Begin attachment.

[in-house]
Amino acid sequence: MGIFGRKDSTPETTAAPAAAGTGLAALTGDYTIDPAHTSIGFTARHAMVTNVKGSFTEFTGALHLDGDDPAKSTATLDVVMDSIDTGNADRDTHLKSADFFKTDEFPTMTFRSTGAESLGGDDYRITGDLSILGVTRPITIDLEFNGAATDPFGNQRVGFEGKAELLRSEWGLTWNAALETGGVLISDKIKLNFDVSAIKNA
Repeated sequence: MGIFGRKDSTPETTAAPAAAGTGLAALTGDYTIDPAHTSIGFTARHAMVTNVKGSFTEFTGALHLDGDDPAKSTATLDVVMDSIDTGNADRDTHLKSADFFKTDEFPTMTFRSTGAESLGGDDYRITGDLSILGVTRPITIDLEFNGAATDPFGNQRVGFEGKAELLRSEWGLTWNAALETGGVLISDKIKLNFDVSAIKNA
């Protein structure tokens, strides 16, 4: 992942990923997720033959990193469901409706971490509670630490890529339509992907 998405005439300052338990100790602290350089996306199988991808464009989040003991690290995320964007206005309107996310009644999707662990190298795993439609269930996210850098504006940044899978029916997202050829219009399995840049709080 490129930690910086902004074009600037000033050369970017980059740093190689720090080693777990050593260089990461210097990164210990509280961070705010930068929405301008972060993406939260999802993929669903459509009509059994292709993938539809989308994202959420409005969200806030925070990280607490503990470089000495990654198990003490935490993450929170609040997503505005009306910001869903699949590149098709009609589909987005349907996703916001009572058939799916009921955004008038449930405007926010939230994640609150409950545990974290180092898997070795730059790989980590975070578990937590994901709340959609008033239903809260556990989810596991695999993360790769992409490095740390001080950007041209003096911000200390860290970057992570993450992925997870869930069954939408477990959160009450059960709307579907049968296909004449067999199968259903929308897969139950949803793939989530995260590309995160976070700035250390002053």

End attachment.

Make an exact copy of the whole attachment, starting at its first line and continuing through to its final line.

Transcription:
[in-house]
Amino acid sequence: MGIFGRKDSTPETTAAPAAAGTGLAALTGDYTIDPAHTSIGFTARHAMVTNVKGSFTEFTGALHLDGDDPAKSTATLDVVMDSIDTGNADRDTHLKSADFFKTDEFPTMTFRSTGAESLGGDDYRITGDLSILGVTRPITIDLEFNGAATDPFGNQRVGFEGKAELLRSEWGLTWNAALETGGVLISDKIKLNFDVSAIKNA
Repeated sequence: MGIFGRKDSTPETTAAPAAAGTGLAALTGDYTIDPAHTSIGFTARHAMVTNVKGSFTEFTGALHLDGDDPAKSTATLDVVMDSIDTGNADRDTHLKSADFFKTDEFPTMTFRSTGAESLGGDDYRITGDLSILGVTRPITIDLEFNGAATDPFGNQRVGFEGKAELLRSEWGLTWNAALETGGVLISDKIKLNFDVSAIKNA
């Protein structure tokens, strides 16, 4: 992942990923997720033959990193469901409706971490509670630490890529339509992907 998405005439300052338990100790602290350089996306199988991808464009989040003991690290995320964007206005309107996310009644999707662990190298795993439609269930996210850098504006940044899978029916997202050829219009399995840049709080 490129930690910086902004074009600037000033050369970017980059740093190689720090080693777990050593260089990461210097990164210990509280961070705010930068929405301008972060993406939260999802993929669903459509009509059994292709993938539809989308994202959420409005969200806030925070990280607490503990470089000495990654198990003490935490993450929170609040997503505005009306910001869903699949590149098709009609589909987005349907996703916001009572058939799916009921955004008038449930405007926010939230994640609150409950545990974290180092898997070795730059790989980590975070578990937590994901709340959609008033239903809260556990989810596991695999993360790769992409490095740390001080950007041209003096911000200390860290970057992570993450992925997870869930069954939408477990959160009450059960709307579907049968296909004449067999199968259903929308897969139950949803793939989530995260590309995160976070700035250390002053």